Although he won the prestigious Tchaikovsky Competition in 1998 -- frequently a launching pad for international stardom -- Denis Matsuev has not until recently made much of a splash in Western Europe and America. I suspect that is about to change. Matsuev is clearly a formidable virtuoso, unfazed by the technical demands of this repertoire. The "Rach 3” is one of those milestones that every young up-and-coming pianist seems to need to conquer in order to "make his bones," and the Rhapsody is to this listener equally challenging, albeit more in the realm of interpretation than sheer technique.
Matsuev charges into the Concerto in a fearless, take-no-prisoners style, relishing the virtuosic writing. His big, bronzen tone reminds me of his great Russian predecessor Emil Gilels -- and also, to some extent, to the young Van Clyburn. He relaxes a bit in the second movement, adding lyricism to the fireworks that dominate the two outer movements. Overall, very impressive playing. But for the pianism alone, I still prefer others: Horwitz (especially his 1930s first recording with Coates), Byron Janis/Kiril Kondrashin on a still fabulous-sounding 1960 Mercury Living Presence), and Pletnev/Rostropovich on DG, among others, find more poetry in this score than does Matsuev at this stage of his career.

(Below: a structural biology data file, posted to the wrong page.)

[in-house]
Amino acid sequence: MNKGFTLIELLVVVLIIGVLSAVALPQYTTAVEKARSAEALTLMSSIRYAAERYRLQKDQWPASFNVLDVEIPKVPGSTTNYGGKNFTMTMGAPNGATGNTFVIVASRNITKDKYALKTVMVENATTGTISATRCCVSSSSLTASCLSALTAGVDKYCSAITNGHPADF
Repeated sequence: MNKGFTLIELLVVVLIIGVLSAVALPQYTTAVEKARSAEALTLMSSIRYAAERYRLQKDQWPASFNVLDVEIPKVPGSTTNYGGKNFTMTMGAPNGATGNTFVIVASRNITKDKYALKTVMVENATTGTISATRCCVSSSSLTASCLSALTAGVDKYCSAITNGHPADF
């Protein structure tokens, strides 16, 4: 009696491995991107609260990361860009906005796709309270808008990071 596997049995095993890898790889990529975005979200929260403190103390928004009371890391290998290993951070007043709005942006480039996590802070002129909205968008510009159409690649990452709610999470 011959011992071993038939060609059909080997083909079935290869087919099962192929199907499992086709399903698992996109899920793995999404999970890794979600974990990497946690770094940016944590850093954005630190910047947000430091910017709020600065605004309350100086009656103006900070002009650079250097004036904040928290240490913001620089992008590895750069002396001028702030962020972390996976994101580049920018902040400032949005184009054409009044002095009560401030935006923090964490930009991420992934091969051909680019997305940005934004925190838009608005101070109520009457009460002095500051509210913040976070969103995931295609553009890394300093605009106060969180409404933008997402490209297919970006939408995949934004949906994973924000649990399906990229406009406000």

But he does find the poetry in this performance of the Rhapsody. Here Matsuev sounds almost like a different pianist, showing tender phrasing, ravishing tonal color and dazzling dynamic scaling that make this one of the finest interpretations of the Rhapsody I know -- and a worthy competitor to my previous favorite by another Russian phenom, Dmitri Alexeev, with Yuri Temirkanov conducting the St. Petersburg Philharmonic on RCA.
Whatever one's feelings about Matsuev, what makes this release virtually a necessity for fans of the composer is the extraordinary contribution of Gergiev and the wondrous Mariinsky Orchestra. Only the aforementioned St. Petersburg Philharmonic can seriously challenge the Mariinsky for supremacy in the Russian repertoire. In the Concerto, Gergiev surrounds the soloist with such subtle phrasing, surprising insights and heartbreakingly beautiful orchestral sound that all criticism -- by me, at least -- is swept away. Same goes for the Rhapsody, in spades. I have never heard either work conducted better.
The two-channel SACD sound is superb. (I have not listened to multichannel SACD.) Taken as a whole, this release gets a very strong recommendation, even if you already have good versions of these warhorses. (A quick check of my shelves revealed that taking both works, I have about two dozen. But I have no intention of parting with this one.